said step of hot-working said alloy entails a hot-working operation resulting in a 2:1 area reduction.
4. The method as defined in claim 1, wherein:
said step of hot-working said alloy entails a hot-working operation resulting in a 4-6:1 area reduction.
5. The method as defined in claim 1, further including the step of:
cooling said alloy after said hot-working operation and prior to said solution heat treatment.
6. The method as defined in claim 1, wherein:
said step of quenching said alloy entails quenching the alloy in water.
7. The method as defined in claim 1, wherein:
said step of cold-working is performed at a maxium temperature below the Curie point of iron.
8. The method as defined in claim 1, wherein:
said step of cold-working said alloy entails cold-working at a temperature below 550° C.
9. The method as defined in claim 1, wherein:
said step of cold-working is performed at a temperature which is above the upper limit of the martensite formation temperature.
10. The method as defined in claim 1, wherein:
said step of cold-working said alloy entails cold forging.
11. The method as defined in claim 10, wherein:
said cold forging entails stretch forging.
12. The method as defined in claim 1, wherein:
said step of cold-working said alloy entails cold-working to at least 12% deformation.
13. The process as defined in claim 1, further including the step of:
mechanically processing said alloy following the cold-working operation.
14. The method as defined in claim 13, wherein:
said step of mechanically processing said alloy entails machining said alloy.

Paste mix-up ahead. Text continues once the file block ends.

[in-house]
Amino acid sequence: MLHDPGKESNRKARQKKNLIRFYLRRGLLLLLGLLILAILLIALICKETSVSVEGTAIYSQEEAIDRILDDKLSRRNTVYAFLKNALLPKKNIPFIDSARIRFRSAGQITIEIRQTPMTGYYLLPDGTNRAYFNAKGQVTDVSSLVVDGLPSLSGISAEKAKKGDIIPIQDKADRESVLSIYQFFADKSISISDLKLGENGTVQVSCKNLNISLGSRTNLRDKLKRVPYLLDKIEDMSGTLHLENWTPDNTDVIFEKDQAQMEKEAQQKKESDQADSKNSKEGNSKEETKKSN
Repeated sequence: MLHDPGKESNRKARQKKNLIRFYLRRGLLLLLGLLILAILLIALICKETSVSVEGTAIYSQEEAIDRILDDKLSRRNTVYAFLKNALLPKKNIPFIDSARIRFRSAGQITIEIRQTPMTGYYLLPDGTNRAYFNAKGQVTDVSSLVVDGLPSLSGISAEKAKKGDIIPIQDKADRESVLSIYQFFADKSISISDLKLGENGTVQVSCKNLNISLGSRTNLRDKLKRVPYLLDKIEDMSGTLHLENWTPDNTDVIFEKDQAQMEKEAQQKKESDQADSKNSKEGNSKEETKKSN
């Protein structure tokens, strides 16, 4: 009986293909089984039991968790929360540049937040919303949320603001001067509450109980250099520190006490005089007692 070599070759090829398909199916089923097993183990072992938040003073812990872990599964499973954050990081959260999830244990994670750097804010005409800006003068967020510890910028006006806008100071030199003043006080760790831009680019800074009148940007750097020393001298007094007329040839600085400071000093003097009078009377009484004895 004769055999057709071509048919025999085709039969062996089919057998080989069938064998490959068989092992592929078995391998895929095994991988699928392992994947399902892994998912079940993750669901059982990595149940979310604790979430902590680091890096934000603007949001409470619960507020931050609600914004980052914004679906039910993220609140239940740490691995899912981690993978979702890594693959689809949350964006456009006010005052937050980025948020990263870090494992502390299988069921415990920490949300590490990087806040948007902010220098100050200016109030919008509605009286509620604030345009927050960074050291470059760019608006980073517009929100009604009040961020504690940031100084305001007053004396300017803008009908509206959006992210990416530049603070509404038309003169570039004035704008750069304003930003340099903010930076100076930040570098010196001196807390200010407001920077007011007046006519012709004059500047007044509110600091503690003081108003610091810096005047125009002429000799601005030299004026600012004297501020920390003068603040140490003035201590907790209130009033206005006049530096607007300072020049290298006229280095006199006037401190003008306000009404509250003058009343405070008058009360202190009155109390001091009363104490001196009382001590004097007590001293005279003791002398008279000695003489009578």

15. The method as defined in claim 1, further including the steps of:
locally cold-working said alloy in marginal regions close to the surface of said alloy at a temperature in the range of above 350° C. to below about 750° C. in order to thereby produce inherent compressive stresses.
16. The method as defined in claim 15, wherein:
said step of locally cold-working said alloy entails ball-blasting.
17. The method as defined in claim 16, wherein:
said step of locally cold-working said alloy entails cold-working below the Curie point of iron.
18. The method as defined in claim 15, wherein:
said step of locally cold-working said alloy entails cold-working at a temperature below 550° C.
19. The method as defined in claim 15, wherein:
said step of locally cold-working said alloy entails cold-working at a temperature which is above the upper limit of the martensite formation temperature.
20. A method of manufacturing nonmagnetic heavy duty drilling string components for exploratory and directional bores for crude oil and natural gas deposits, comprising the steps of:
melting and allowing to solidify an alloy consisting essentially of, each in percent by weight:
carbon in a maximum of about 0.15;
silicon in a maximum of about 1.0;
manganese about 11.0 to about 25.0;
chromium about 10.0 to about 20.0;
molybdenum about 0.1 to about 1.0;
nickel about 0.1 to about 6.0;
niobium/tantalum above 0.1 to about 2.0
nitrogen about 0.5 to about 0.5;
the remainder being iron and other impurites resulting from manufacturing conditions;
subjecting the alloy to a hot-working operation;
solution heat-treating the alloy at temperatures of about 1,020° C. to about 1,070° C.;
subsequently quenching the alloy;
subjecting the quenched alloy to a cold-working operation at a temperature in the range of about 300° C. to below about 750° C.; and
said step of cold-working said alloy entails cold-working to at least 5% deformation.
21. The method as defined in claim 20, further including the step of:
selecting as said alloy, an alloy consisting essentially of, each in percent by weight:
carbon in a maximum of 0.8;
manganese about 12.0 to about 20.0;
chromium about 11.0 to about 16.0;
molybdenum about 0.2 to about 0.8;
nickel about 1.0 to about 2.5;
nitrogen about 0.1 to about 0.35,
and the remainder being iron and other impurities resulting from manufacturing conditions.
22. The method as defined in claim 20, wherein: said step of cold-working entails cold-working at a temperature in the range of about 300° C. to 400° C.
23. The method as defined in claim 20, wherein: